R1. General duty to protect the public’s interest

  1. General duty to protect the public’s interest

In terms of estate agents’ general duty to members of the public and other persons or bodies, an estate agent –

Code:

2.1 shall not or according to the conduct of his business do or omit to do any act which is or may be contrary to the integrity of estate agents in general;

Discussion:

This clause lays down the general standard of conduct expected of an estate agent where such conduct is not specifically regulated elsewhere in the Code. The clause is restricted to actions or omissions on the part of an estate agent in the conduct of his business. An estate agent can therefore never be found guilty of improper conduct because of his conduct in his private life or a business other than his estate agency business.

Dishonest or corrupt conduct, reckless in business affairs and indifference to duty constitutes some of the contraventions contemplated by this clause.

Code:

2.2 shall protect the interests of his client at all times to the best of his ability, with due regard to the interests of all other parties concerned;

Discussion:

This clause imposes a general duty on an estate agent to protect his client’s interest to the best of his ability, with due regard to the interest of all other parties concerned.

Examples of the general duty under this clause are the following:

  • An estate agent is given the mandate to sell or let property must use his best endeavours to perform the mandate. Unless specifically arranged with his client, he cannot simply sit back and not attempt to market the property. What is expected of him will depend on the circumstances of each case. Evert estate agent must decide for himself on the most effective way to market a client’s property, taking into account special circumstances, such as marketing costs and location of the property.
  • An estate agent given the mandate to sell a property is obliged to try and find a buyer for the property on the best possible terms and the best price for the seller.
  • When holding a show-house-day or introducing prospective purchasers to a property, an estate agent should take all reasonable precautionary measures to ensure that viewers do not damage the property or remove items therefrom. The nature of these measures will depend on the circumstances of each case. An estate agent should therefore make a risk assessment and finalize security arrangements with the seller of the property, before holding a show-house day.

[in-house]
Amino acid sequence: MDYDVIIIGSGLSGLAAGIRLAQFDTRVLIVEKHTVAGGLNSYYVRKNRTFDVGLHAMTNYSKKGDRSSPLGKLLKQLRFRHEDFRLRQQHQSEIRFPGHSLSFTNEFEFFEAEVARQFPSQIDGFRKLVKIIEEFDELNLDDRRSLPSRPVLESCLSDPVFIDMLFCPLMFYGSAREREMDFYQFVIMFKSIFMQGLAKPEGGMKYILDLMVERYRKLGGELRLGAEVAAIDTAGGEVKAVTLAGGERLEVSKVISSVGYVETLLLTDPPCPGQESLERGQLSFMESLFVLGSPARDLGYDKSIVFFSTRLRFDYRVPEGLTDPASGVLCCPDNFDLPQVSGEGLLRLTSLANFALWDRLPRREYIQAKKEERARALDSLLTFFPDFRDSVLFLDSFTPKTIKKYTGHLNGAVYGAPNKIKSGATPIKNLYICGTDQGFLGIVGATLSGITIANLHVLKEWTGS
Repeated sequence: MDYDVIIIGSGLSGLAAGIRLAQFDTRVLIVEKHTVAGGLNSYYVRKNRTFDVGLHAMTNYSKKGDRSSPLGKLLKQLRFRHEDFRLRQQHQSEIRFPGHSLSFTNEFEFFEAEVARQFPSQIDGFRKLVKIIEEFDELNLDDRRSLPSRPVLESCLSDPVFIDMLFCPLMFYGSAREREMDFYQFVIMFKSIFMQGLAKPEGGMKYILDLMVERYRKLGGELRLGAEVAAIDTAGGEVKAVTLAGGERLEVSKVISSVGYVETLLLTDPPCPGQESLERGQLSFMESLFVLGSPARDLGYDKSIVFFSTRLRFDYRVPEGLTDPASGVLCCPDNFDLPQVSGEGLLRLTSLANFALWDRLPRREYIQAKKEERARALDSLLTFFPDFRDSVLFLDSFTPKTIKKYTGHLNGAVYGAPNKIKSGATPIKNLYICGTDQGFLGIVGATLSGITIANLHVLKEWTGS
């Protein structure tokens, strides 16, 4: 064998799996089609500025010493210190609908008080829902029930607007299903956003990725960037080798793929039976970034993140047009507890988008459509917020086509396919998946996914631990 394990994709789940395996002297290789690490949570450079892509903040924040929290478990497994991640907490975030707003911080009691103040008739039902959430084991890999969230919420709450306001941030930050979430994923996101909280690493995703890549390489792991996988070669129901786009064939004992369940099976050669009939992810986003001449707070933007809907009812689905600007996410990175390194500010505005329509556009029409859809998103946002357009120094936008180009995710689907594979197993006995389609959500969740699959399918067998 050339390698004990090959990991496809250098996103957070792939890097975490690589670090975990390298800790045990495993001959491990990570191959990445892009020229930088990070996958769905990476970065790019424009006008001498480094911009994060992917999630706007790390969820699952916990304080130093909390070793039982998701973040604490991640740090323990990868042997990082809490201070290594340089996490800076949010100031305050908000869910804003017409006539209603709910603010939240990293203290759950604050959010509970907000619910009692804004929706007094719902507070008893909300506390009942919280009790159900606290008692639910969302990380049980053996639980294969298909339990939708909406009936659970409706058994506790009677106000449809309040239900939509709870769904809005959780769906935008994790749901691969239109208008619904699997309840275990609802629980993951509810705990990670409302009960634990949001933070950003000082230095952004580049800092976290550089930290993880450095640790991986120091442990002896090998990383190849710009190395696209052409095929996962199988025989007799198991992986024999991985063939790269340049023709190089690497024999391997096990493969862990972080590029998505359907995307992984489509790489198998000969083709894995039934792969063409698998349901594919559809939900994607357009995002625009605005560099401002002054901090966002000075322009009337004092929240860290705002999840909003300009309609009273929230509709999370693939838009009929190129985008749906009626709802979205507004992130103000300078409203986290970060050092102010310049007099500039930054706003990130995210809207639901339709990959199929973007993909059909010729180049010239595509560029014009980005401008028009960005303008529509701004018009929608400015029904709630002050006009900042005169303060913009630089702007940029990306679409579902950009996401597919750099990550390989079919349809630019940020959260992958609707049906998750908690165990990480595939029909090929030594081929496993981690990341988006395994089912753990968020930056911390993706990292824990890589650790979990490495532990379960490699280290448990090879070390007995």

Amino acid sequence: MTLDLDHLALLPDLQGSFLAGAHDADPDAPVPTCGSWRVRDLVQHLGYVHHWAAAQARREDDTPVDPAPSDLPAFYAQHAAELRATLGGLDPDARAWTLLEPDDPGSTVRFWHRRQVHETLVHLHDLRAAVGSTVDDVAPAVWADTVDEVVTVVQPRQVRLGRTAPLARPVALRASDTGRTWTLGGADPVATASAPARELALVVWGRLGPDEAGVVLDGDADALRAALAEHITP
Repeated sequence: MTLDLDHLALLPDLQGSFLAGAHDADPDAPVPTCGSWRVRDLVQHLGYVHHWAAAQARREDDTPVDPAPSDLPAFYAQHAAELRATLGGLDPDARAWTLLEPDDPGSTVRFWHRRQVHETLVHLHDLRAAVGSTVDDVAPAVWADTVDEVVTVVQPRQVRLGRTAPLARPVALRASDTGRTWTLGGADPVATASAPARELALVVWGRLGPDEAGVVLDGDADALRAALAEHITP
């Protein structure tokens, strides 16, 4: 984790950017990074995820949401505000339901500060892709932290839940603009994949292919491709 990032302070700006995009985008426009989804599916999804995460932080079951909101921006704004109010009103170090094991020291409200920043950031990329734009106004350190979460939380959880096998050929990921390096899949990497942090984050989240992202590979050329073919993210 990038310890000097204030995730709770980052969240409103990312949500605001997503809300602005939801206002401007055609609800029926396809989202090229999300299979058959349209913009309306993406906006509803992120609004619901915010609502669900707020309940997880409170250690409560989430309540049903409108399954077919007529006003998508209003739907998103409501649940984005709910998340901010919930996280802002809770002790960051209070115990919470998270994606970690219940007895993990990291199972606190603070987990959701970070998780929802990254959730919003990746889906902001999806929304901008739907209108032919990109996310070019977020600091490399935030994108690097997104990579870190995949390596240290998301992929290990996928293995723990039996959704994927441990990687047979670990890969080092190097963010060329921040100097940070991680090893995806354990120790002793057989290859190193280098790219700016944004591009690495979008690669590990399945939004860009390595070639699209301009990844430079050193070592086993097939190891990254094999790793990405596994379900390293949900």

An estate agent is naturally not obliged to protect a client’s interests at all cost. For example, an estate agent cannot be expected to lie, cheat, steal or participate in fraudulent schemes to perform his client’s mandate.

Clause 2.2 places no obligation on an estate agent to protect the interest of the non-client although he must still have due regard to such person’s interest.

Code:

2.3 shall not in his capacity as an estate agent willfully or negligently fail to perform any work or duties with such degree of care and skill as might reasonably be expected of an estate agent;

Discussion:

2.3 An estate agent must maintain high standards of professional conduct at all times and although not a registered valuer or a lawyer, must apply his mind when he expresses an opinion on a property’s value or complete standard contract documents (such as an Offer to Purchase). An estate agent may well be found guilty of improper conduct if a contract document completed by him is later found to be null and void because it had been incorrectly completed. Other possible contraventions of this clause are:

  • An estate agent completes a pre-printed sale agreement form but fails to incorporate a clause in the contract which was in the circumstances clearly necessary to protect the interests of the seller and/or the purchaser, such as, for instance, a suspensive condition that the sale is subject to the purchaser obtaining loan finance.

 

  • A sale agreement is subject to the condition that the purchaser obtains a loan from a financial institution on or before a certain date. The estate agent completes the loan application form, but because this is done incorrectly the application is refused. The time limit for fulfilment of the suspensive condition expires and the sale falls through. Had the estate agent completed the application correctly, the loan would have been granted and the sale finalized.

Code:

2.3 shall comply with both the Act and the regulations promulgated thereunder:

Discussion: